Chefs are notoriously antisocial, some to the point that their nicknames are better known than the names of their restaurants. What’s the story behind the epithets, the “meanness”? Why do we love them anyway? (Or do we?) We checked in with two of Honolulu’s grumpier chefs to see if it’s all just an act.
The “Sushi Nazi,” at Sushi Sasabune
You don’t go into McDonald’s and ask for a Jumbo Jack, so you don’t go to Sushi Sasabune for a California roll, says Seiji Kumagawa, aka the “Sushi Nazi.”
Read the rest: http://www.honolulumagazine.com/Honolulu-Magazine/November-2010/Honolulu-039s-Strictest-Chefs/
If even celeb chef Mario Batali, who offers whipped pork fat alongside a bread basket, has jumped on the veggie wagon—he’s offering “Meatless Mondays” at his restaurants—it’s possible that our meat-centric town is prepared to make the leap as well.
For locals, few things say “home” as much as poke. Here’s the story of the evolution of this quintessential Hawaii food.
About 50 years ago—Sam Choy remembers being less than ten years old—Choy and family friends threw a net into Hukilau Bay and ended up catching a few moi. His mom’s friend decided they would make poke, so they sent him to pick limu manauea from the river mouth. Then they had him digging out roasted kukui nuts from ashes, cracking the hard shells and taking the meat out as they scaled and gutted the moi, sliced them crosswise—“poke” cuts—bones and all. They seasoned the fish with salt harvested from the ocean, threw in the chopped limu and sprinkled the crushed kukui nut (‘inamona) over it all. After letting the mixture sit a moment so the flavors would meld, Choy recalls, “I took a mouthful of it and went ‘wow’…Right at that moment, I knew that this was my love. Something as natural and pure as taking a fish out of the water, creating some magic to it.”
Whether it was the work he had put into creating that bowl of poke (he remembers the long walk to the river mouth to gather limu and the seemingly endless number of kukui nuts that had to be fished out of the ashes, cracked, the meat scooped out), the romance of the setting—sitting on the beach with friends and family, or whether it was the natural appeal of fresh, just-caught fish paired with the crunch of seaweed, whatever it was, that moment tipped Choy’s passion, a passion that would influence the future of poke.
Desserts can excite or they can soothe. Most sweets in Honolulu tend toward the latter; as with breakfast foods, cooks and diners alike seem to take less risks when it comes to the last course and prefer the familiar, the comforting. And indeed, sometimes there’s no better finish to a meal than a perfect crème brulee, an oozing molten chocolate cake, a panna cotta that just melts on the tongue. Still, a few pastry chefs around town don’t leave the tinkering to the savory plates. Here, we showcase some Honolulu’s desserts, from shops to restaurants, from homespun to unexpected, and all sublime.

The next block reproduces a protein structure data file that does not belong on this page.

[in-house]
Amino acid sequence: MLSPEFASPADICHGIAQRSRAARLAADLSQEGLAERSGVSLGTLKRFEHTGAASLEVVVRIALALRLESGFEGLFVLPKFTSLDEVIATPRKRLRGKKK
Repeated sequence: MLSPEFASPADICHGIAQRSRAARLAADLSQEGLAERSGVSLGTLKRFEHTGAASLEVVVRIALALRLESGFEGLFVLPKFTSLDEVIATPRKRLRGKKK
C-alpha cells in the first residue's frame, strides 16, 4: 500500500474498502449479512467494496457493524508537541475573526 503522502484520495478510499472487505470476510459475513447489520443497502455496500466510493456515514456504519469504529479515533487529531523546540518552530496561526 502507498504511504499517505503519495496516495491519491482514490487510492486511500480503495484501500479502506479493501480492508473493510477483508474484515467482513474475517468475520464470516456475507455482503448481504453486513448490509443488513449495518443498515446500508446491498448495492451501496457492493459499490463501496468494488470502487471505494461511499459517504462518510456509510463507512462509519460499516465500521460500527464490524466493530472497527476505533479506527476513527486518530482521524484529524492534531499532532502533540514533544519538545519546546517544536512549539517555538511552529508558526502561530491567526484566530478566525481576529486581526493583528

Read the rest here: Desserts
The art chefs produce is ephemeral, but some of Honolulu’s professional cooks have inked permanent culinary references onto their bodies.
See the tats: http://www.honolulumagazine.com/Honolulu-Magazine/July-2010/Chef-Tattoos/
A wave of Island chefs headed to the Mainland for training. What will happen now that they’re home?
“My dream restaurant is a counter,” says Chris Kajioka.
“It’s just a counter. You’re going to sit, I’m going to ask how hungry you are, and I’m just going to cook for you … I don’t like when people have to choose. Just trust me and I’ll cook for you. That’s every chef’s dream.”
Watching Kajioka, the chef de cuisine at Roy’s, cook is the same experience as listening to him speak: he’s all determination and confidence. He’s roasting squab, slicing perfect squares of pork belly and searing sweetbreads for renowned wine collector Tawfiq Khoury’s 80th birthday dinner, keeping the venerable crowd of Roy’s corporate chefs and Roy Yamaguchi himself in his peripheral attention. At this moment, the only thing that’s important to him is browning the sweetbreads. One of the servers describes Kajioka’s look as dour; perhaps it’s more the look of someone who knows exactly what he’s going for.
Read the rest: http://www.honolulumagazine.com/Honolulu-Magazine/June-2010/Dining-The-Boys-are-Back-in-Town/